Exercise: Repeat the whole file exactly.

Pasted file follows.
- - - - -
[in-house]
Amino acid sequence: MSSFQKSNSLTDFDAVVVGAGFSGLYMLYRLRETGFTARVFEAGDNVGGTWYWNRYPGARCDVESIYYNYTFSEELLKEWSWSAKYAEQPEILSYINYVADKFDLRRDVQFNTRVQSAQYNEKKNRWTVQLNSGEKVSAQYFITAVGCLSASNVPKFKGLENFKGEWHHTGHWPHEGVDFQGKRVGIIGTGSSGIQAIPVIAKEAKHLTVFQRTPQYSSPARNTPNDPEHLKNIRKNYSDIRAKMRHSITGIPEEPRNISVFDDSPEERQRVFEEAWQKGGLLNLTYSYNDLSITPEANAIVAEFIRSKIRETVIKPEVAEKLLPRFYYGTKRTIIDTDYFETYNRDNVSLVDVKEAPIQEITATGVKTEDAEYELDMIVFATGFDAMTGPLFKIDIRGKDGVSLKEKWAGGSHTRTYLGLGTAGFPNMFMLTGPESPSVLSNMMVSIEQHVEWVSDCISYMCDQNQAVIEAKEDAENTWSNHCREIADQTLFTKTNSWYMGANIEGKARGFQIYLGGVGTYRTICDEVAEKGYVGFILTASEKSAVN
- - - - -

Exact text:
[in-house]
Amino acid sequence: MSSFQKSNSLTDFDAVVVGAGFSGLYMLYRLRETGFTARVFEAGDNVGGTWYWNRYPGARCDVESIYYNYTFSEELLKEWSWSAKYAEQPEILSYINYVADKFDLRRDVQFNTRVQSAQYNEKKNRWTVQLNSGEKVSAQYFITAVGCLSASNVPKFKGLENFKGEWHHTGHWPHEGVDFQGKRVGIIGTGSSGIQAIPVIAKEAKHLTVFQRTPQYSSPARNTPNDPEHLKNIRKNYSDIRAKMRHSITGIPEEPRNISVFDDSPEERQRVFEEAWQKGGLLNLTYSYNDLSITPEANAIVAEFIRSKIRETVIKPEVAEKLLPRFYYGTKRTIIDTDYFETYNRDNVSLVDVKEAPIQEITATGVKTEDAEYELDMIVFATGFDAMTGPLFKIDIRGKDGVSLKEKWAGGSHTRTYLGLGTAGFPNMFMLTGPESPSVLSNMMVSIEQHVEWVSDCISYMCDQNQAVIEAKEDAENTWSNHCREIADQTLFTKTNSWYMGANIEGKARGFQIYLGGVGTYRTICDEVAEKGYVGFILTASEKSAVN